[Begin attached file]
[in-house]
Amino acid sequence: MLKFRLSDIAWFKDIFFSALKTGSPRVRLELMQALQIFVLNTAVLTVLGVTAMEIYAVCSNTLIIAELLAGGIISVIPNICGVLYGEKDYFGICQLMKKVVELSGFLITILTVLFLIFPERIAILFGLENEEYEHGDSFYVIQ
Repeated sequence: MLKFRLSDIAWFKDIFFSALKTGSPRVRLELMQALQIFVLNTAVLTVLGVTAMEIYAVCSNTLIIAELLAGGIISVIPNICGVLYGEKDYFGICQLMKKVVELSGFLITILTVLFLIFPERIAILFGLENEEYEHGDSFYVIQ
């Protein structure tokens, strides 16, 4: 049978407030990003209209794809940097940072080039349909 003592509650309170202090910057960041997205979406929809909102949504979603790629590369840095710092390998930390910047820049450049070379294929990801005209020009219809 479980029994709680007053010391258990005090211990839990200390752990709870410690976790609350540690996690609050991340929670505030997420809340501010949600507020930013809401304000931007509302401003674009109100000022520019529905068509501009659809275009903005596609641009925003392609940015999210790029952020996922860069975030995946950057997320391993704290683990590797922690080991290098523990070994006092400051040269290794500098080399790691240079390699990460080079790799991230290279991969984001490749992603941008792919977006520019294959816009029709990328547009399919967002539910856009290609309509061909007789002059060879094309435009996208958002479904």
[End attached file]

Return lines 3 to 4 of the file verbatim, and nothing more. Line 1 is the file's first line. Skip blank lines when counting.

Repeated sequence: MLKFRLSDIAWFKDIFFSALKTGSPRVRLELMQALQIFVLNTAVLTVLGVTAMEIYAVCSNTLIIAELLAGGIISVIPNICGVLYGEKDYFGICQLMKKVVELSGFLITILTVLFLIFPERIAILFGLENEEYEHGDSFYVIQ
């Protein structure tokens, strides 16, 4: 049978407030990003209209794809940097940072080039349909 003592509650309170202090910057960041997205979406929809909102949504979603790629590369840095710092390998930390910047820049450049070379294929990801005209020009219809 479980029994709680007053010391258990005090211990839990200390752990709870410690976790609350540690996690609050991340929670505030997420809340501010949600507020930013809401304000931007509302401003674009109100000022520019529905068509501009659809275009903005596609641009925003392609940015999210790029952020996922860069975030995946950057997320391993704290683990590797922690080991290098523990070994006092400051040269290794500098080399790691240079390699990460080079790799991230290279991969984001490749992603941008792919977006520019294959816009029709990328547009399919967002539910856009290609309509061909007789002059060879094309435009996208958002479904």